The Charlatans have been together for so long now it’s almost impossible to think of a world without them in it. They’ve outlasted many of their contemporaries, the likes of Happy Mondays, The Stone Roses & Oasis proving too combustible to achieve a landmark as significant as thirty years of continuous activity, no splits, no hiatus.
The back story of the band is well known, the deaths of original keyboardist Rob Collins in 1996, and powerhouse drummer Jon Brooks are tragedies that have only made the band stronger. A key change in the band's sound was Mark Collins replacing their original guitarist. A canny move as the wah-wah led sound of their debut album, 1990’s Some Friendly is indelibly imprinted into the sound of indie three decades ago. This not only meant they could achieve some kind of longevity, but his rock star looks provided a ‘Keith’ style swag to lead singer Tim Burgess’ Jaggerisms.
Recent years have not been easy for nineties indie fans, once iconic lead singers proving impossible to love with increasing regularity, whereas Burgess' Twitter listening parties brought a warmth to the cold of the pandemic and the multitude of lockdowns, achieving his new found status as a National Treasure of indie.
This collection to celebrate their (Covid delayed) 30th anniversary is a comprehensive lookback at a back catalogue where if not crammed with "wow, no ways!" Is one of the most consistent of recent times. During the mid-nineties when Britpop turned to Britpap, where having more Kinks records than ideas was OK, they dropped their self-titled fourth album. The fusion of electronics influenced by late nights out and Chemical Brothers 12”s is one of the best albums of this mid 90s period. Whereas their brilliant sixth album 1999’s Us And Us Only, and the rock n soul riffs and sleazy falsettos of cocanus era (look it up) Wonderland two years later have more than stood the test of time.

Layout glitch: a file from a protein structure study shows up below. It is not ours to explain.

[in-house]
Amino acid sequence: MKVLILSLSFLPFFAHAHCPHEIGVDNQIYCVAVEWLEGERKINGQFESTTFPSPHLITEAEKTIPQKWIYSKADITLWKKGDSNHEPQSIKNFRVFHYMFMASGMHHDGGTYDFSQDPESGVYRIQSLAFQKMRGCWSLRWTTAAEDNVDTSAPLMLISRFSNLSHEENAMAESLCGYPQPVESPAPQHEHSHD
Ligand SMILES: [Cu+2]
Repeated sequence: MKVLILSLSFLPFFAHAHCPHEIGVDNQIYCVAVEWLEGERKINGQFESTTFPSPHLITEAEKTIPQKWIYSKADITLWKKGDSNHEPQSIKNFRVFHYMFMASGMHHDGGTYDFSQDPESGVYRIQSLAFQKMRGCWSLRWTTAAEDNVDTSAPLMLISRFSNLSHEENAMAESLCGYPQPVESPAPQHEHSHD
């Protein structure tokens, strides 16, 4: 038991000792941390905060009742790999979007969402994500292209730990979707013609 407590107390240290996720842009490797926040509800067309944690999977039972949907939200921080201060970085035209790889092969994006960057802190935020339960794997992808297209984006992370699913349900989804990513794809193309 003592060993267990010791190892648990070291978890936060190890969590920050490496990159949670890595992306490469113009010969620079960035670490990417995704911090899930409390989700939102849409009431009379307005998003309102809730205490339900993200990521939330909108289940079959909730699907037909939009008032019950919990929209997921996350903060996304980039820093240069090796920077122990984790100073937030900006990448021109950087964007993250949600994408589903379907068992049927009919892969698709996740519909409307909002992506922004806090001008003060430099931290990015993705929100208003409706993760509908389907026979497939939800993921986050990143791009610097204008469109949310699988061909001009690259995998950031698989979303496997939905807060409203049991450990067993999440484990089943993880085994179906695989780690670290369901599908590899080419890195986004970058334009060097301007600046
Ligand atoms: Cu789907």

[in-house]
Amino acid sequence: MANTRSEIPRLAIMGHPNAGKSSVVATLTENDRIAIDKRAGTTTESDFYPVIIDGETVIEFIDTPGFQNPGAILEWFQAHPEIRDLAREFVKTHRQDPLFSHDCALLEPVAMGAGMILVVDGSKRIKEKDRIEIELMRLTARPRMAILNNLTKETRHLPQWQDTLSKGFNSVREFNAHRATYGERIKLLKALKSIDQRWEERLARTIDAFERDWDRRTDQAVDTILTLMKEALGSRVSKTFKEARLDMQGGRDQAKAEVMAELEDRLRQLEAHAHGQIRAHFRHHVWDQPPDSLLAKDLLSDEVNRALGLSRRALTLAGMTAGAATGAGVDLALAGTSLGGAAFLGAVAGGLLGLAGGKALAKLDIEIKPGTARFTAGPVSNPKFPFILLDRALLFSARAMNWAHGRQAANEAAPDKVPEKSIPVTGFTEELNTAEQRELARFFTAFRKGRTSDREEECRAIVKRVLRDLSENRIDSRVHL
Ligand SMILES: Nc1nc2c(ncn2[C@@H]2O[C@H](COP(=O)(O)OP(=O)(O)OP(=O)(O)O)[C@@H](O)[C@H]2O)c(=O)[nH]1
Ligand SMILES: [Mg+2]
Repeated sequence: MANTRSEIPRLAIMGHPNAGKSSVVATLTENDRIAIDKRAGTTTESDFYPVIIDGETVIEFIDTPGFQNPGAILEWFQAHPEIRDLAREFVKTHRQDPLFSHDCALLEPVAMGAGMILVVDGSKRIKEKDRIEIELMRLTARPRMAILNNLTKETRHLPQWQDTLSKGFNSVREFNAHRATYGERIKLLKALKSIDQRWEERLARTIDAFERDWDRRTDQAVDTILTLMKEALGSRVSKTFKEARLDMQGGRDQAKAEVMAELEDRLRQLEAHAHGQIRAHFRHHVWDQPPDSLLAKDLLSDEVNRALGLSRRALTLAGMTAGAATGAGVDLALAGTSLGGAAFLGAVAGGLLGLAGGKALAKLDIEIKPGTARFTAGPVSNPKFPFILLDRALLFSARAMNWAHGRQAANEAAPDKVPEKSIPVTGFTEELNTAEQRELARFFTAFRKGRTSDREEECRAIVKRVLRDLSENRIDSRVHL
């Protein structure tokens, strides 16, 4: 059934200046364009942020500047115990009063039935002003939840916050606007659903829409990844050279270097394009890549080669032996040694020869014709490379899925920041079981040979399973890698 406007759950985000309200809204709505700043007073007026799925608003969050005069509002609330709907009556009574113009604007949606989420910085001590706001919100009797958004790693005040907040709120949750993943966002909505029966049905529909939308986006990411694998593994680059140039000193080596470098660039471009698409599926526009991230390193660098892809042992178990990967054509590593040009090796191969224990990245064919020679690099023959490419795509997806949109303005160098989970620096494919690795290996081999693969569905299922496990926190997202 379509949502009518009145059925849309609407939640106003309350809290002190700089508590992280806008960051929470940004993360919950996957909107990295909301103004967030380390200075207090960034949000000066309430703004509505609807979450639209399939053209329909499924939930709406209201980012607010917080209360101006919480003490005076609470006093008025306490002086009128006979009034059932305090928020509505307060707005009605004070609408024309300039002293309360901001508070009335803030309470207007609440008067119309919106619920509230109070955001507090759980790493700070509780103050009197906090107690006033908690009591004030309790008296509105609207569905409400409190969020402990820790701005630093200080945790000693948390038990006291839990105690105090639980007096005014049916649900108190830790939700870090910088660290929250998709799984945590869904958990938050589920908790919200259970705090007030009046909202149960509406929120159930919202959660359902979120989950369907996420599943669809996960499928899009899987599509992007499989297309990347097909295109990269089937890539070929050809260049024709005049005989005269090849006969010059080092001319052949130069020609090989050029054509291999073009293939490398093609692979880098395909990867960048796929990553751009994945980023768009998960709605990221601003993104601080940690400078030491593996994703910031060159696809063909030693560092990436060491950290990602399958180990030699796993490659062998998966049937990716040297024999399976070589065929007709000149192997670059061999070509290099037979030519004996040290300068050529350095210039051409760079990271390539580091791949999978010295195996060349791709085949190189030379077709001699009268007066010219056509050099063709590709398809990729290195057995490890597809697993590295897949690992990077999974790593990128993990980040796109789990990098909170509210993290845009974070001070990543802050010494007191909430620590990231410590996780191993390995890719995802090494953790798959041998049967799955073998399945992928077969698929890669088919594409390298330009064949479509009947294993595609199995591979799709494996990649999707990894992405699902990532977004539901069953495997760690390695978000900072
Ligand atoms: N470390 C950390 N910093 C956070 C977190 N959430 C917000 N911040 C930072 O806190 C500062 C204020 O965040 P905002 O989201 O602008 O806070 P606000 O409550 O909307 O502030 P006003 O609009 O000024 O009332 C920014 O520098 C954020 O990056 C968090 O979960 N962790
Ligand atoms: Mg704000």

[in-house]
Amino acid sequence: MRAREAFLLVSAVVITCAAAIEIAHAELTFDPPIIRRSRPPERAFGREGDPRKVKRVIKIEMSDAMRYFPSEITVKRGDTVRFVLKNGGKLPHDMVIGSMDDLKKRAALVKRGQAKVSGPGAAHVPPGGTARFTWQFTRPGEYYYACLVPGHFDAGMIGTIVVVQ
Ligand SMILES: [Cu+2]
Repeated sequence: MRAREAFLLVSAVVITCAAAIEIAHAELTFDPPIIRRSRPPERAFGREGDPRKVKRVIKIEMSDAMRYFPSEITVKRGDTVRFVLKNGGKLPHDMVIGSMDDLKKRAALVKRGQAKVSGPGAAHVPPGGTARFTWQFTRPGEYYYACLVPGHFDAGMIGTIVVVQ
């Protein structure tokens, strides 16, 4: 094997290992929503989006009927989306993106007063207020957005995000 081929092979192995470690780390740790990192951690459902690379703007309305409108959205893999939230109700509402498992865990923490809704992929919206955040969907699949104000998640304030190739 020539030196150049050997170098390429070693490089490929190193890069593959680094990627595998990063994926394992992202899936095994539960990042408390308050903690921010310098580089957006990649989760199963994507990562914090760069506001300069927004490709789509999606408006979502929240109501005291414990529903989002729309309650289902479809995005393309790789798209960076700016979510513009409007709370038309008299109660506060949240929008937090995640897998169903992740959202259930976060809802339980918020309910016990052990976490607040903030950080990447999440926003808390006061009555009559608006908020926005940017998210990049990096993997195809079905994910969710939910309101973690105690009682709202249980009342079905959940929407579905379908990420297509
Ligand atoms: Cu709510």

However, it didn’t look like they’d make it this, the transitional second albums 1992’s Between 10th and 11th, and follow up Up To Our Hips two years later showed a band reaching out for those gold sounds and although not without merit, not quite getting there, whilst literally nobody in the world needed the indie reggae fusion sounds of 2006’s Simpatico album.
"The Only One I Know" used to make 17-year olds lose their shit on their first nights out, now it makes the middle aged nostalgic, the pastoral indie of the ‘Telling Stories single will always remain anthemic, that keyboard riff of "Weirdo" never fails make the neck hair stand to attention, and the electronic loops and pounding drums of ‘One To Another’ will always remind you of that night you made nine best friends in one night on good E.
And even if you’re the occasional fan, dropping back in is as if you never left, the likes of more recent efforts such as "Let The Good Times Be Never Ending" or "Totally Eclipsing" show their ability to still provide a thrill.
There’s a lot of smaterial tuff here, alongside the singles, there’s remixes, unreleased demos, and live tracks. Highlights include a bass heavy techno mix of "Plastic Machinery" by Sleaford Mods, The Chemical Brothers stone cold classic mix of "Nine Acre Court", and Jagz kooner slaying destruction of "My Beautiful Friend". The demos disc is only essential for those who like that kind of thing, whereas the live CD almost chronologically sequenced, and smartly ending with their best track, ‘Sproston Green’, gives a fascinating look at how they progressed from the wide-eyed optimism of their early days, to one of the UKs most enduring, best loved bands.